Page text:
|Photo by Jen Joyce Davis||
American soprano Martina Arroyo has received numerous awards and accolades for her long-standing pre-eminence at the world’s foremost opera houses and concert halls, including a 2013 Kennedy Center Honors and a 2010 Opera Honors Award from the National Endowment for the Arts. She continues to make an invaluable contribution to the art form through her teaching and her commitment to young artist development through the Martina Arroyo Foundation.
Born in 1937 and raised in Harlem, Arroyo went on to conquer the opera world, from the Metropolitan Opera to the Vienna State Opera, Teatro Colón in Buenos Aires to La Scala in Milan, Paris Opera to the Royal Opera House at Covent Garden, and the great concert halls from Salzburg and Berlin to her hometown of New York. She has had the honor of three opening night performances at the Met, two of them in consecutive seasons. Few in her generation have been so fearless or so successful across the repertory, from Mozart, Verdi, Puccini and Strauss to Barber, Bolcom, Schoenberg, and Stockhausen. The New York Times once heralded her voice as “among the most glorious in the world.” Her extensive recorded legacy reflects her inspired collaborations with conductors Leonard Bernstein, Karl Böhm, Rafael Kubelík, Zubin Mehta, Thomas Schippers, Colin Davis, and James Levine.
Arroyo studied to be a teacher and graduated from Hunter College at the age of 19. In 1958, she auditioned for and won the Metropolitan Opera’s Auditions of the Air, which gave her a chance to study both music and acting at the Met’s Kathryn Long School. She made her Carnegie Hall debut in 1958 in the American premiere of Ildebrando Pizzetti’s Murder in the Cathedral, and in 1965 stepped in as a last-minute replacement for an ailing Birgit Nilsson in Aïda at the Met, a career-changing moment. Over the years and in nearly 200 performances at the Met, Arroyo performed all the major Verdi roles that would be the core of her repertory, in addition to Mozart’s Donna Anna, Puccini’s Cio-Cio-San and Liù, Mascagni’s Santuzza, Ponchielli’s Gioconda, and Wagner’s Elsa. Her 1968 London debut came in a concert version of Meyerbeer’s epic Les Huguenots, followed the same year by her Covent Garden debut in Aïda. Her debuts at Paris Opera, La Scala and the Teatro Colón followed in close succession.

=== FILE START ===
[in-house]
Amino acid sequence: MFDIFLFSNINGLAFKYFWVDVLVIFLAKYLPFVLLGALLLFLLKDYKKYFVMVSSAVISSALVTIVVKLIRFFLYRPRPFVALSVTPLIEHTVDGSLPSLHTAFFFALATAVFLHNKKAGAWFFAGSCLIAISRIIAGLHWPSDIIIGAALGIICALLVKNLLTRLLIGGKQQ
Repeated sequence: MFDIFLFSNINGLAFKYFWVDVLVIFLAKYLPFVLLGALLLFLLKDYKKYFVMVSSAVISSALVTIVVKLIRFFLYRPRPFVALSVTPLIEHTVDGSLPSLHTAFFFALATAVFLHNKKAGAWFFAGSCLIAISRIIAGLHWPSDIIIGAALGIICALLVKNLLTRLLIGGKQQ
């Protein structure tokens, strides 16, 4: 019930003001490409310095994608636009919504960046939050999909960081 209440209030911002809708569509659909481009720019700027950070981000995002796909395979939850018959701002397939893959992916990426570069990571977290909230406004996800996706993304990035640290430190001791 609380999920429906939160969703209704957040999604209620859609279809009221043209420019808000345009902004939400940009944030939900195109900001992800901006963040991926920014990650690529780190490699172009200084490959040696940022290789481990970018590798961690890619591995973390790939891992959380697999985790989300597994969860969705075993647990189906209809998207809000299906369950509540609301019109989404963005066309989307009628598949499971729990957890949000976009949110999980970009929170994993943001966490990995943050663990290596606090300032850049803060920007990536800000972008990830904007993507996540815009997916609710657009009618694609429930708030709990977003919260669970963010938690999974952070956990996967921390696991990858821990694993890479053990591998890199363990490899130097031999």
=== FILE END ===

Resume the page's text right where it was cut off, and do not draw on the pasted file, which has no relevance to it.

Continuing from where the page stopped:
In 2003, Arroyo established her own non-profit cultural organization. Now celebrating its tenth anniversary season, the Martina Arroyo Foundation provides new generations of emerging young artists with the tools to pursue careers in opera, by means of two intensive programs of study, coaching, and performance that focus on immersive preparation of complete operatic roles.
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